Reporter Melissa Townsend sits down with Dr. Arne Vainio and Dr. Mary Owen to talk about the rising rates of diabetes in Native communities and other issues in culturally appropriate Native healthcare.
Dr. Vainio is from the Mille Lacs Band of Ojibwe. We is a physician at the tribal clinic on the Fond du Lac Band of Lake Superior Chippewa reservation.
Dr. Owen is Tlinket from southeast Alaska. She is a family physician at the Leech Lake tribal clinic in Cass Lake. She is also the Director of the Center on American Indian and Minority Health at the University of Minnesota Medical School. She is based in Duluth, Minnesota.
This is a special edition of Minnesota Native News, a radio documentary about young people learning new and ancient respect for water. In this one-hour radio documentary, a behind-the-scenes look at a play performed by Native youth called “We Will Do it for the Water”. The actors are Twin Cities teenagers, and they belong to a theatre group called Ikidodwin. Ikidowin is part of the Indigenous People’s Task Force led by Sharon Day. Sharon Day wrote the play with input from the youth, and Curtis Kirby III directed it. As you’ll hear, it was performed for the first time June first. It has been staged at colleges and theatres in the Upper Midwest, with more performances coming up. MN Native News contributor Laurie Stern, has the story.
This is a special edition of Minnesota Native News, a radio documentary about young people learning new and ancient respect for water. In this one-hour radio documentary, a behind-the-scenes look at a play performed by Native youth called “We Will Do it for the Water”. The actors are Twin Cities teenagers, and they belong to a theater group called Ikidodwin.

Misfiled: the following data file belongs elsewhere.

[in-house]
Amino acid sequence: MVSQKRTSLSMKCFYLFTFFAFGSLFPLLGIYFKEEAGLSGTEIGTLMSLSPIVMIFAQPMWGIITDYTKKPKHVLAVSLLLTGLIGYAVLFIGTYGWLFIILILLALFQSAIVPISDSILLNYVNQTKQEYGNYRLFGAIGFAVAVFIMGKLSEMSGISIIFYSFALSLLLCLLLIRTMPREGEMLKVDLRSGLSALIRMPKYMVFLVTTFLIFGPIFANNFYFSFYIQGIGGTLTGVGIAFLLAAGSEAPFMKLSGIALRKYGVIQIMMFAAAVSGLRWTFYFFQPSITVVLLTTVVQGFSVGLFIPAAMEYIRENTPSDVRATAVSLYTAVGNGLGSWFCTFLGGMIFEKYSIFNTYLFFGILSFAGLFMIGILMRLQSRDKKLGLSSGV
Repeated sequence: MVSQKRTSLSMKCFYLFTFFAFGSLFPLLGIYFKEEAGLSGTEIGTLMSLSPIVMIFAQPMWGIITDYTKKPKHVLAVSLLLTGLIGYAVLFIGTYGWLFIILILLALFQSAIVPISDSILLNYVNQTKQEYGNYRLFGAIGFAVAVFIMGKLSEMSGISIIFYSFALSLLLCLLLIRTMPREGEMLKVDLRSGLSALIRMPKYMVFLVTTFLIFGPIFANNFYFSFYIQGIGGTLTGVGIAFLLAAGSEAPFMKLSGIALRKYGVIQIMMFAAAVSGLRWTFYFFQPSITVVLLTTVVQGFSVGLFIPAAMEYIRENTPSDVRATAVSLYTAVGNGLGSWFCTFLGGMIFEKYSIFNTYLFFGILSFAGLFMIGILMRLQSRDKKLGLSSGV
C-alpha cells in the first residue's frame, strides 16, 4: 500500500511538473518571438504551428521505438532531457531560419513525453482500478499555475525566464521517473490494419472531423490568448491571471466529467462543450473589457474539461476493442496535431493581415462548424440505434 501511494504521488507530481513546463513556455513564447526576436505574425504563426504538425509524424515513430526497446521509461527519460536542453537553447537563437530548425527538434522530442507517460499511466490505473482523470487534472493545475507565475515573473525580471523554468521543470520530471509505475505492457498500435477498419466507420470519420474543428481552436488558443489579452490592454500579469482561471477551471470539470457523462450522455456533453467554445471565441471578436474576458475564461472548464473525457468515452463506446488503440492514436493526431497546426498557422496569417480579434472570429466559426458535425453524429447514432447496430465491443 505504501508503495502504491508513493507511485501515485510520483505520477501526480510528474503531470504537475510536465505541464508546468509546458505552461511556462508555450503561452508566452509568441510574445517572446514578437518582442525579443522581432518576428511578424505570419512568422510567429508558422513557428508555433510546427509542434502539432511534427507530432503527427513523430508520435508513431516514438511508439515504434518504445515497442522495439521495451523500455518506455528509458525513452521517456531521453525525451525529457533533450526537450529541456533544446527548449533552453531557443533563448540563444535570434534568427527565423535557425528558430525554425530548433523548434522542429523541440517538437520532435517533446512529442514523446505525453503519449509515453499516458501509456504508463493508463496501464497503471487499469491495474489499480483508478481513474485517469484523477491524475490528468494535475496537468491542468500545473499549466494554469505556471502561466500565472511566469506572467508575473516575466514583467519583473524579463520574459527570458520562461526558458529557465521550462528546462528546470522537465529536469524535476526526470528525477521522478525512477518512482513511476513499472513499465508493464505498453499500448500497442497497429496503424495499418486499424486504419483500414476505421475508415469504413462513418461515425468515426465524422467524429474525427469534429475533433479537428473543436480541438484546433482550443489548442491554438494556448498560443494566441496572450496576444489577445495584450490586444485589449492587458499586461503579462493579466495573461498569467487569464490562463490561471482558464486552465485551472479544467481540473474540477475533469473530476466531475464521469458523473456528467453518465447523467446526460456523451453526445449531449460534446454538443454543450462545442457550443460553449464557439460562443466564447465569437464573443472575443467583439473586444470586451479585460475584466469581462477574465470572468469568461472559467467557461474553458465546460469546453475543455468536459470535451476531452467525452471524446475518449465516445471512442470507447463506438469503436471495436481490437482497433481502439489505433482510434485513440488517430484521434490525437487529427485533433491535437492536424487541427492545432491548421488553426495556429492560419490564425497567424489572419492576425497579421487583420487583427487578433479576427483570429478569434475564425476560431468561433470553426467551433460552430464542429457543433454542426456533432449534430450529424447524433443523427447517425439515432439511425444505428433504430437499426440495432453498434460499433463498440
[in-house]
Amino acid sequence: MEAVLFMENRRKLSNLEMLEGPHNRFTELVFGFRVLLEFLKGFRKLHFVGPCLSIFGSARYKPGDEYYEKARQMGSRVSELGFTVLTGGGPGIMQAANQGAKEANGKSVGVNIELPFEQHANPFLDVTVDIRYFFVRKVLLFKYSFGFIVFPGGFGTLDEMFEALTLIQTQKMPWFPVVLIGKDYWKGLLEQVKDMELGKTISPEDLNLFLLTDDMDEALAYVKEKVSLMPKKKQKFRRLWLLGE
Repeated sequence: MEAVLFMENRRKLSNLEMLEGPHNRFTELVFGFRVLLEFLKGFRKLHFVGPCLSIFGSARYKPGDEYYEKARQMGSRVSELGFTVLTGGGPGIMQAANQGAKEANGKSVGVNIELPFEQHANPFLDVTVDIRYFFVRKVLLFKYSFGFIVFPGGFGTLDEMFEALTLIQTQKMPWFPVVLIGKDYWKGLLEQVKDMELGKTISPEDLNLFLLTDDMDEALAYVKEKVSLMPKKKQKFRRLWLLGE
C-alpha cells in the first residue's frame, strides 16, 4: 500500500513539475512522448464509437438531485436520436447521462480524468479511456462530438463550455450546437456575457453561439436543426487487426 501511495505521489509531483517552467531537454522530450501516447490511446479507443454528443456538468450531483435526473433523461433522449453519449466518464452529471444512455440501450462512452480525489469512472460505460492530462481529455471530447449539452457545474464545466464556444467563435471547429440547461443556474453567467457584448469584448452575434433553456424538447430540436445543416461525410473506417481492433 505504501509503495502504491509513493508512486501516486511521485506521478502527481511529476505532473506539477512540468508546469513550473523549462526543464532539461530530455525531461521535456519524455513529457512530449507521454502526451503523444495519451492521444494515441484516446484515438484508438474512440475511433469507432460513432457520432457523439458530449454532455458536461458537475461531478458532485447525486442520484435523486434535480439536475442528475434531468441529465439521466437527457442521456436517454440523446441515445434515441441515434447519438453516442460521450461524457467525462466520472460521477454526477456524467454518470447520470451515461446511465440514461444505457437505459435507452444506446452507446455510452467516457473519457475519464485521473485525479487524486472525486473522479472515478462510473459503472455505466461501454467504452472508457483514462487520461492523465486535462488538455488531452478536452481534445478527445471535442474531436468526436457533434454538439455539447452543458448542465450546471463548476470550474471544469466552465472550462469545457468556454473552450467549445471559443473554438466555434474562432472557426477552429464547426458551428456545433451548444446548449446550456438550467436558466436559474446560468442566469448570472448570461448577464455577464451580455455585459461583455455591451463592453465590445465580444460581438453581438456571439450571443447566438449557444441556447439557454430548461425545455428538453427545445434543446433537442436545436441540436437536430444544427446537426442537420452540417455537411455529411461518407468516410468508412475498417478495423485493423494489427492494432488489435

Ikidowin is part of the Indigenous People’s Task Force led by Sharon Day. Sharon Day wrote the play with input from the youth, and Curtis Kirby III directed it. As you’ll hear, it was performed for the first time June first. It has been staged at colleges and theaters in the Upper Midwest, with more performances coming up. MN Native News contributor Laurie Stern, has the story.
Note: Documentary is self-contained with intro and tag included within the audio.
For over a decade, the prescription pain killer and heroin abuse crisis has had a hold on communities across the U-S. Opioid overdoses tripled between 2000 and 2015.
In 2015, Minnesota had more American Indians dying from overdoses than any other state. That same year, well over half of pregnant Native women gave birth to babies with opioids in their systems.
Many American Indians in Minnesota are wrestling with how best to help people heal from the addiction and the historical trauma at the root of this crisis.
Over this hour, reporter Melissa Townsend explores the unique nature of addiction in Native communities, and how it is – or is not – shaping a response to the current crisis.
Nearly 8-thousand American Indians from over 40 different sovereign tribes live in Minneapolis. And since the 1960’s, the section of Franklin Avenue between 11th and Cedar streets has been a gathering place for many. The community was established by Native leaders who brought a sense of tribal sovereignty to their urban community. And that same sense of self-determination continues today.
Reporter Melissa Townsend takes us to Franklin Avenue in South Minneapolis where a new generation’s work is growing this sense of urban Native sovereignty.
The Canadian Truth and Reconciliation Commission recently released a report officially recording the inhumane practices of the Canadian Indian Boarding School system and the resulting historical trauma on indigenous people. The report calls for 92 different policy changes to address that historical trauma.